What is Induction?
Electromagnetic induction is the process by which electricity is produced using magnetism. The induction cooktop was first introduced at the 1933 Worlds Fair in Chicago, and although it was slow to gain popularity in the U.S. due to concerns over noise and reliability issues, it is widely accepted today among those looking for a more efficient, precise method of cooking food.
How Do Induction Cooktops Work?
An induction range looks like an ordinary glass cooktop—but without the telltale red glow ordinarily seen when the burner is on. An induction burner is comprised of a ceramic plate that is set atop an electromagnetic coil, and once the burner is turned on, an electric current runs through the coil which creates a magnetic field with no heat.
When the cooktop is powered up and a steel or cast iron pan is placed on the burner, the magnetic field permeates the metal in the cookware, producing a number of smaller electric currents within the pan itself rather than the burner. This energy is then converted to heat which spreads throughout the base of the cookware, heating up whatever is inside of it. Once the pan has been removed, the cooktop cools faster than a traditional burner, as the residual heat from the pan dissipates quickly.
The Benefits of Induction Technology
When it comes time to replace your current appliances, consider an induction cooktop which comes with a number of significant advantages including:
While a traditional gas or electric burner transmits heat both onto and around the pan, a great deal of energy is lost to the stovetop and the air surrounding it. With an induction cooktop the energy is produced in the pan instead of the stovetop, making it approximately 60 per cent more efficient than gas, and 40 per cent more efficient than an electric element. In addition to the potential cost savings, this makes an induction cooktop a more environmentally friendly option, although the baking and broiler elements in the oven work the same as in a traditional electric range.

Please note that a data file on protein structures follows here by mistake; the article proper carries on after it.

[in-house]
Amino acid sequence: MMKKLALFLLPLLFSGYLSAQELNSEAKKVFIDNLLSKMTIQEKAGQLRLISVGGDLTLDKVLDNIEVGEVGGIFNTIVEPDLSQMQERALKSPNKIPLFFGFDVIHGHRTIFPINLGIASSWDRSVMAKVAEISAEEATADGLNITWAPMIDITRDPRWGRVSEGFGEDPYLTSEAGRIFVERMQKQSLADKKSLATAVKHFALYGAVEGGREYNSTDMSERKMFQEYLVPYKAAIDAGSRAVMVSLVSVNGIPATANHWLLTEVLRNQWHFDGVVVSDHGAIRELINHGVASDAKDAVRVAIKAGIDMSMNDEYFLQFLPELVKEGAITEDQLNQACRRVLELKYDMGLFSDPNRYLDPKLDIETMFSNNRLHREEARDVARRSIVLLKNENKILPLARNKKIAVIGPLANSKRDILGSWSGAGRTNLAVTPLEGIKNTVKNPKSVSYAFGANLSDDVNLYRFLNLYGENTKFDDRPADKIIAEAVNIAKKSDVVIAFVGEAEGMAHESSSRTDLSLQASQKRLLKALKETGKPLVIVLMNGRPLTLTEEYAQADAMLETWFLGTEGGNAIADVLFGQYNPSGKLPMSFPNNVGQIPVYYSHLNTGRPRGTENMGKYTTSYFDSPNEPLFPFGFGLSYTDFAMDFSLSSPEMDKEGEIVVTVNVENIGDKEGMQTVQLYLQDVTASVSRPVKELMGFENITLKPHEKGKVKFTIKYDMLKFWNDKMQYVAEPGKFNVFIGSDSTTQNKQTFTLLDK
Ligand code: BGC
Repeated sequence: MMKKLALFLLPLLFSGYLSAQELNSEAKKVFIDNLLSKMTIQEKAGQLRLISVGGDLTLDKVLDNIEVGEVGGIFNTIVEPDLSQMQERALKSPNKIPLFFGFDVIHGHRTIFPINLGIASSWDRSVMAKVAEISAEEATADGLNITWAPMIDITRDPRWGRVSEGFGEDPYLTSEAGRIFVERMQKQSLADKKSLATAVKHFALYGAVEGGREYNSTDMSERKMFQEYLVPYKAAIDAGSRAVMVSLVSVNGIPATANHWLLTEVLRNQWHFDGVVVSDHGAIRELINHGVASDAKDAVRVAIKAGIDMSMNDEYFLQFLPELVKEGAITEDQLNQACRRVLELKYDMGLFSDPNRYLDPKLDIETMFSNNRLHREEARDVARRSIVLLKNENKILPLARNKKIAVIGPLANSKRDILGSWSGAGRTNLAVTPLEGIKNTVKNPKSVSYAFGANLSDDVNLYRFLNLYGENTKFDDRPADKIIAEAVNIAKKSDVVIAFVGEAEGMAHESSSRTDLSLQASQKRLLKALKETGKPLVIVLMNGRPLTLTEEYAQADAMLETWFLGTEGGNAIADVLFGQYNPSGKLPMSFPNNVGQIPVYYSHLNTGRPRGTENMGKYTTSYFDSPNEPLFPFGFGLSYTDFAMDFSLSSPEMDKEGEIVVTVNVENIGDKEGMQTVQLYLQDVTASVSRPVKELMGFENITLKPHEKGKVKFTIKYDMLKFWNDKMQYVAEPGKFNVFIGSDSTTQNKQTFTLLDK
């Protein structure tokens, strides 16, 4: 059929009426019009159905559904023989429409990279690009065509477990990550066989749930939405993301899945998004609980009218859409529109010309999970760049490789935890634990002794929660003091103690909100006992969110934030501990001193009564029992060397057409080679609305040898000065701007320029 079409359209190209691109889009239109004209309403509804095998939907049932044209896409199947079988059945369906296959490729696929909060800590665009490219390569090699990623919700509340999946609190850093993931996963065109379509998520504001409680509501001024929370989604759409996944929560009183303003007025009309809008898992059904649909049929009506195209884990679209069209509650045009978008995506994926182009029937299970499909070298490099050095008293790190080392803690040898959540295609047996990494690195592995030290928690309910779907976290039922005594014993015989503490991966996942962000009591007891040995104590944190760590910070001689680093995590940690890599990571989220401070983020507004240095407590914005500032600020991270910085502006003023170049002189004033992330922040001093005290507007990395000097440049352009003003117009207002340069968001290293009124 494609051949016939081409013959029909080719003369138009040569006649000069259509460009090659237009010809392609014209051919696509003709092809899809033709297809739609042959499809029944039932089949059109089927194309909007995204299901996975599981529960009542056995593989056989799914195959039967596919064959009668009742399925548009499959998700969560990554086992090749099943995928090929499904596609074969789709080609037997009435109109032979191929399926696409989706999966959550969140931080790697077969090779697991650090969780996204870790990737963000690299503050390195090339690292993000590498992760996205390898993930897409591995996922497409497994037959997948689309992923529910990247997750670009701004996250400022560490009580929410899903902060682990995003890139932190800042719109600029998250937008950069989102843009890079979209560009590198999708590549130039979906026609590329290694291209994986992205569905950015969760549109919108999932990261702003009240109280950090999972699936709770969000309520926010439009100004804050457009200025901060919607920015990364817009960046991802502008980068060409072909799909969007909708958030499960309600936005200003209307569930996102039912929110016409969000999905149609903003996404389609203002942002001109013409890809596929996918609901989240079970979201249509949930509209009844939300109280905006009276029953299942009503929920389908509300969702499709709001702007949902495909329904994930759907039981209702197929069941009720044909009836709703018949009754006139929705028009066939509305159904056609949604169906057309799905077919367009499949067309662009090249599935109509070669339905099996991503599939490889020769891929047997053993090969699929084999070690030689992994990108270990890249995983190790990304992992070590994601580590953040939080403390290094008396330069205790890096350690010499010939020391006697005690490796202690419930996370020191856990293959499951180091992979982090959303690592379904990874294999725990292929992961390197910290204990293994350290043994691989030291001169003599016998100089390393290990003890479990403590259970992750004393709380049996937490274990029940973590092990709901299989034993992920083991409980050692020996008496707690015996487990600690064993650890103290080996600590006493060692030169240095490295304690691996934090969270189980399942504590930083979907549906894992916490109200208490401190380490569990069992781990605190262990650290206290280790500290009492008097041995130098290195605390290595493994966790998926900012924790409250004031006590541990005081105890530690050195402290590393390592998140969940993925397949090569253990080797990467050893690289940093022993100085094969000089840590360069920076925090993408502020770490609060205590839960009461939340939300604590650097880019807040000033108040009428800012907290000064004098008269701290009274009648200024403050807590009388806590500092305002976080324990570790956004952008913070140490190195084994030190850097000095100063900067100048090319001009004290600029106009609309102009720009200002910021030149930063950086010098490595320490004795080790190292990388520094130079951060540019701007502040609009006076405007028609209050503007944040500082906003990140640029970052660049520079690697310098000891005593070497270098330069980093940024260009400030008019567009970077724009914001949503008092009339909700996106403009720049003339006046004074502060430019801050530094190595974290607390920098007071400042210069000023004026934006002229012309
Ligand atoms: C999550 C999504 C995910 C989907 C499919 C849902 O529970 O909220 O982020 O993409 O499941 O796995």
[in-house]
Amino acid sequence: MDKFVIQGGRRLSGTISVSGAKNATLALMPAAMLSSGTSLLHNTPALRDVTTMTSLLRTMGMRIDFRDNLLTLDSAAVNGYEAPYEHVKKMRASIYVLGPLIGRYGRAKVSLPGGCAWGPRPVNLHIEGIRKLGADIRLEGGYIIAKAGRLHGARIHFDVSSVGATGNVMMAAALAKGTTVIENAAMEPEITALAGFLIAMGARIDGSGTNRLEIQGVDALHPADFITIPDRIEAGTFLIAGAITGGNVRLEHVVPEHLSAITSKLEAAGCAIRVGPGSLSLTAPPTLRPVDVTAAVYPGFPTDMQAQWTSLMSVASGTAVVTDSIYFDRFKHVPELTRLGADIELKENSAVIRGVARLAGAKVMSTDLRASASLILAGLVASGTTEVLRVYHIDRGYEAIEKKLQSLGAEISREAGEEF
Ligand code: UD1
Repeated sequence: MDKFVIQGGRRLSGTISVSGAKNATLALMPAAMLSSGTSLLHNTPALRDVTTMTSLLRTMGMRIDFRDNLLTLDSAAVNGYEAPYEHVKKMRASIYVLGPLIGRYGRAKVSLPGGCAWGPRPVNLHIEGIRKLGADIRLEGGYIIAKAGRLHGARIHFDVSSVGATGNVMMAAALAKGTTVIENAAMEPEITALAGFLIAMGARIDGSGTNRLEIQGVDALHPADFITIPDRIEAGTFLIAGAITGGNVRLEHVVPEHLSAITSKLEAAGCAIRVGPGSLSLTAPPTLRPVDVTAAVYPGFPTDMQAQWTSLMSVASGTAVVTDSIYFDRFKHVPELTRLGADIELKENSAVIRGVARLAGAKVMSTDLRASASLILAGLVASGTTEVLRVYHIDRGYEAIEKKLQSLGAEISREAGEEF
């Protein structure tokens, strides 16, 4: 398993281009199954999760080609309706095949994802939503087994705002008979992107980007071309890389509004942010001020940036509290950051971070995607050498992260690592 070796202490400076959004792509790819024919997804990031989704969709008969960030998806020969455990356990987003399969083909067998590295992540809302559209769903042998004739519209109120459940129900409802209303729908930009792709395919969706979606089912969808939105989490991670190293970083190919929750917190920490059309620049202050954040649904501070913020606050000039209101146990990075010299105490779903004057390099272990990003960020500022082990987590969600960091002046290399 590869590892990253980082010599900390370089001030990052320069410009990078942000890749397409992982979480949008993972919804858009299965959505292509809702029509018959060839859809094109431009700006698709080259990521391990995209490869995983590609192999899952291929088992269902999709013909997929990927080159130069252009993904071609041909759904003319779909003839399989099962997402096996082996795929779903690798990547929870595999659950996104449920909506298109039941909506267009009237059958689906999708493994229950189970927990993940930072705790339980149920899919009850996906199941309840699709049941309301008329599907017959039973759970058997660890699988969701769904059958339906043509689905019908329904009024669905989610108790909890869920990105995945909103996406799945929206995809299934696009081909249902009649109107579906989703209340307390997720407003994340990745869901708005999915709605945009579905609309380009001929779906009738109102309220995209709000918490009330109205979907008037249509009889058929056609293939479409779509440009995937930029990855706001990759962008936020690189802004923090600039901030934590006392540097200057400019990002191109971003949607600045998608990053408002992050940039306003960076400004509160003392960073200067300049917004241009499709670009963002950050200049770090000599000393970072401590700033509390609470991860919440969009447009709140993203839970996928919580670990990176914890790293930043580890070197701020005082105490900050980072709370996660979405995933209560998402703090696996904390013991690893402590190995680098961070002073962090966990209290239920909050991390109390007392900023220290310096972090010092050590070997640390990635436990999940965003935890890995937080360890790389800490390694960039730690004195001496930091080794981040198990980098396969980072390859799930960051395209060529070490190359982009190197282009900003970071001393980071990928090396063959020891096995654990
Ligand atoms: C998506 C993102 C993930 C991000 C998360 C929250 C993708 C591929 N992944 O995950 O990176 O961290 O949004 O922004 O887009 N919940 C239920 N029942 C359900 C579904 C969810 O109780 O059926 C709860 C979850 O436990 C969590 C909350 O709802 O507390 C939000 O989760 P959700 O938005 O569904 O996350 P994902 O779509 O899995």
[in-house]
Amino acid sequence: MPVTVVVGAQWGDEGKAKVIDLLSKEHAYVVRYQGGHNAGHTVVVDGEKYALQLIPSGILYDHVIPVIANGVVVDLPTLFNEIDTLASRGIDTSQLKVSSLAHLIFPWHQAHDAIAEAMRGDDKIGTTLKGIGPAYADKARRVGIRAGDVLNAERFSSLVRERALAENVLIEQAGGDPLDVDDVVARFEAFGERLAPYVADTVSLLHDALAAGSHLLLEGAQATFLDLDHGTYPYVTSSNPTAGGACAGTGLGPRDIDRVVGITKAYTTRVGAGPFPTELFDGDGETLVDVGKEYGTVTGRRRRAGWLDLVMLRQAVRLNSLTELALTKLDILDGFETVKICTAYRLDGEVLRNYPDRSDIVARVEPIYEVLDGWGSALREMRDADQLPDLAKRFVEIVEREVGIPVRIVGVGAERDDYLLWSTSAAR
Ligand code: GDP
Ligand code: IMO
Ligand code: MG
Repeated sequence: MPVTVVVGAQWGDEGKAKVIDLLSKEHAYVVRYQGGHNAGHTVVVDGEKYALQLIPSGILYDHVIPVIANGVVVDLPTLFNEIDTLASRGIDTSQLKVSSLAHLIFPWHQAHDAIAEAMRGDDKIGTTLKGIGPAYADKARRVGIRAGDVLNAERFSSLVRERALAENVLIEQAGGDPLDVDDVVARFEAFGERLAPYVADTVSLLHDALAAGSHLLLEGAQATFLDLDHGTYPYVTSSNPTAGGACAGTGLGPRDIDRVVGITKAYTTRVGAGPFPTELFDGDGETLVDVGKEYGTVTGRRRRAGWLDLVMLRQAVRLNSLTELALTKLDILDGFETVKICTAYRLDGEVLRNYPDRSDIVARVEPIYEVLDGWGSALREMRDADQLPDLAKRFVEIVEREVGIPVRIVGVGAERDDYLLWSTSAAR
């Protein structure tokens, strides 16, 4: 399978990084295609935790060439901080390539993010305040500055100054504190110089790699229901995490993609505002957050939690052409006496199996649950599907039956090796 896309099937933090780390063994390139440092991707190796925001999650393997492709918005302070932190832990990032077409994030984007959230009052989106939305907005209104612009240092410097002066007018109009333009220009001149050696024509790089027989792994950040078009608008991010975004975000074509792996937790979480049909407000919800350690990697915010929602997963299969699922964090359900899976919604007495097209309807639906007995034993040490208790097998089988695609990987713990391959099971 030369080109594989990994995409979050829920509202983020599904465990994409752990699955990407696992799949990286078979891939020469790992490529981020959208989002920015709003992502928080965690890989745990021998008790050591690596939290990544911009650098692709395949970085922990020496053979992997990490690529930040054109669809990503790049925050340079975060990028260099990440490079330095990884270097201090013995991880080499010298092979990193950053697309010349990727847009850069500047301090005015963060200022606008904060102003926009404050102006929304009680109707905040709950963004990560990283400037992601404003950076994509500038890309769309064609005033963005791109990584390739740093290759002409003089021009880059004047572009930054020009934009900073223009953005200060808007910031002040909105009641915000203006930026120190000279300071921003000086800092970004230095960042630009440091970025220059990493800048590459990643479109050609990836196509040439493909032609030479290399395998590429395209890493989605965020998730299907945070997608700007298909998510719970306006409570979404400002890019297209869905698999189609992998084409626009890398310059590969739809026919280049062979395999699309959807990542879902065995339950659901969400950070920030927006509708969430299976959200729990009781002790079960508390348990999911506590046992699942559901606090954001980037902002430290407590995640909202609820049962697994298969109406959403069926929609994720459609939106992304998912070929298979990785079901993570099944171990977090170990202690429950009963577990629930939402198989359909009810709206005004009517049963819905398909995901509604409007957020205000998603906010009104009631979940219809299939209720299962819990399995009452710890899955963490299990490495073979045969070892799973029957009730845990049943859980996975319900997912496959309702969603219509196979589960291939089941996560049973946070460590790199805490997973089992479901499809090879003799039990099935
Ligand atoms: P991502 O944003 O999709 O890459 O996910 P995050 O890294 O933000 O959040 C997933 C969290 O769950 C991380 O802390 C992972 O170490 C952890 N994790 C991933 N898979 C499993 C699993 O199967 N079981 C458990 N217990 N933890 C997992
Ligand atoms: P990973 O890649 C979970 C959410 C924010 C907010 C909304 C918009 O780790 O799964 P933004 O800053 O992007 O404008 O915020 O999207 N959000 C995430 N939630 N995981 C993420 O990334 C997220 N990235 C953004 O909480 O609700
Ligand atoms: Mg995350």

The only time your induction cooktop may be hot to the touch is immediately after removing the pan from the burner area. In the event that the burner is turned on accidentally or left on long after the cooking process is over, however, there is no risk to anyone that touches the surface. Most models have a built-in safety feature that will turn off the power to the unit in the event that a pot has boiled dry, for added peace of mind.
An induction cooktop delivers heat to your food instantly unlike a gas or electric unit where the heat comes from the burner instead of the pan. This means that a pot of water will come to a boil in almost half the time of a gas powered unit, and your cookware will respond to temperature changes instantly when you adjust the heat up or down.
Available features include:
- Built-in temperature sensor
- Automatic shutoff
- Burner lights
- Automated timers
- Bluetooth connectivity
Because the stovetop doesn't heat up, burned on food is rarely an issue, and you can keep your induction cooktop looking its best with these cleaning tips from Glass Doctor®.
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